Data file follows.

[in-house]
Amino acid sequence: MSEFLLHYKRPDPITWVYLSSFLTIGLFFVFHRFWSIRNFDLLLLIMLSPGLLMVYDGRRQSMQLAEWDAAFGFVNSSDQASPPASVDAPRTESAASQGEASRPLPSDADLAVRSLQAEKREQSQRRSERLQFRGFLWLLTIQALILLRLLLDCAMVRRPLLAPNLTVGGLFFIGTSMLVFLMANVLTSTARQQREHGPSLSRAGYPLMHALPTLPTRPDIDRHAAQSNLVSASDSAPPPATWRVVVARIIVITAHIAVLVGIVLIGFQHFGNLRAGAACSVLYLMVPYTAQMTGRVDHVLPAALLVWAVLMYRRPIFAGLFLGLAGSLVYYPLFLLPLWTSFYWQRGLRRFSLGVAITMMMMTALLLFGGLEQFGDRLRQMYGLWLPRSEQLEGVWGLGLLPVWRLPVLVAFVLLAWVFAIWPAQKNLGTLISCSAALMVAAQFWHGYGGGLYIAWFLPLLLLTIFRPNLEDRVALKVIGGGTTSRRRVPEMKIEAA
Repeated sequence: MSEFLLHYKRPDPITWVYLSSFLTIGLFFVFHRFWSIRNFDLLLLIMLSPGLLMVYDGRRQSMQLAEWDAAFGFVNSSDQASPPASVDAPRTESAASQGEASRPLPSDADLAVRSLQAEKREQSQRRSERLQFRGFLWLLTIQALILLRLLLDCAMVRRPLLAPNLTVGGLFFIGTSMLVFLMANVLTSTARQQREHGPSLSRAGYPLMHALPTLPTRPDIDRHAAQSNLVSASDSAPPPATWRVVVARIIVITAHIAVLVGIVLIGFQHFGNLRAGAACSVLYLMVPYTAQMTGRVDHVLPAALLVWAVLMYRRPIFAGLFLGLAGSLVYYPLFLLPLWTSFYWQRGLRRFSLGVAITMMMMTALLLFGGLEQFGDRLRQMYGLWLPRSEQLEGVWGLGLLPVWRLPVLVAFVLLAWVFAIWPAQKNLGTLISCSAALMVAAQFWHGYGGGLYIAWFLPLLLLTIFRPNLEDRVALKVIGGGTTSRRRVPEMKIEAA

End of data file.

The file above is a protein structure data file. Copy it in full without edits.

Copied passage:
[in-house]
Amino acid sequence: MSEFLLHYKRPDPITWVYLSSFLTIGLFFVFHRFWSIRNFDLLLLIMLSPGLLMVYDGRRQSMQLAEWDAAFGFVNSSDQASPPASVDAPRTESAASQGEASRPLPSDADLAVRSLQAEKREQSQRRSERLQFRGFLWLLTIQALILLRLLLDCAMVRRPLLAPNLTVGGLFFIGTSMLVFLMANVLTSTARQQREHGPSLSRAGYPLMHALPTLPTRPDIDRHAAQSNLVSASDSAPPPATWRVVVARIIVITAHIAVLVGIVLIGFQHFGNLRAGAACSVLYLMVPYTAQMTGRVDHVLPAALLVWAVLMYRRPIFAGLFLGLAGSLVYYPLFLLPLWTSFYWQRGLRRFSLGVAITMMMMTALLLFGGLEQFGDRLRQMYGLWLPRSEQLEGVWGLGLLPVWRLPVLVAFVLLAWVFAIWPAQKNLGTLISCSAALMVAAQFWHGYGGGLYIAWFLPLLLLTIFRPNLEDRVALKVIGGGTTSRRRVPEMKIEAA
Repeated sequence: MSEFLLHYKRPDPITWVYLSSFLTIGLFFVFHRFWSIRNFDLLLLIMLSPGLLMVYDGRRQSMQLAEWDAAFGFVNSSDQASPPASVDAPRTESAASQGEASRPLPSDADLAVRSLQAEKREQSQRRSERLQFRGFLWLLTIQALILLRLLLDCAMVRRPLLAPNLTVGGLFFIGTSMLVFLMANVLTSTARQQREHGPSLSRAGYPLMHALPTLPTRPDIDRHAAQSNLVSASDSAPPPATWRVVVARIIVITAHIAVLVGIVLIGFQHFGNLRAGAACSVLYLMVPYTAQMTGRVDHVLPAALLVWAVLMYRRPIFAGLFLGLAGSLVYYPLFLLPLWTSFYWQRGLRRFSLGVAITMMMMTALLLFGGLEQFGDRLRQMYGLWLPRSEQLEGVWGLGLLPVWRLPVLVAFVLLAWVFAIWPAQKNLGTLISCSAALMVAAQFWHGYGGGLYIAWFLPLLLLTIFRPNLEDRVALKVIGGGTTSRRRVPEMKIEAA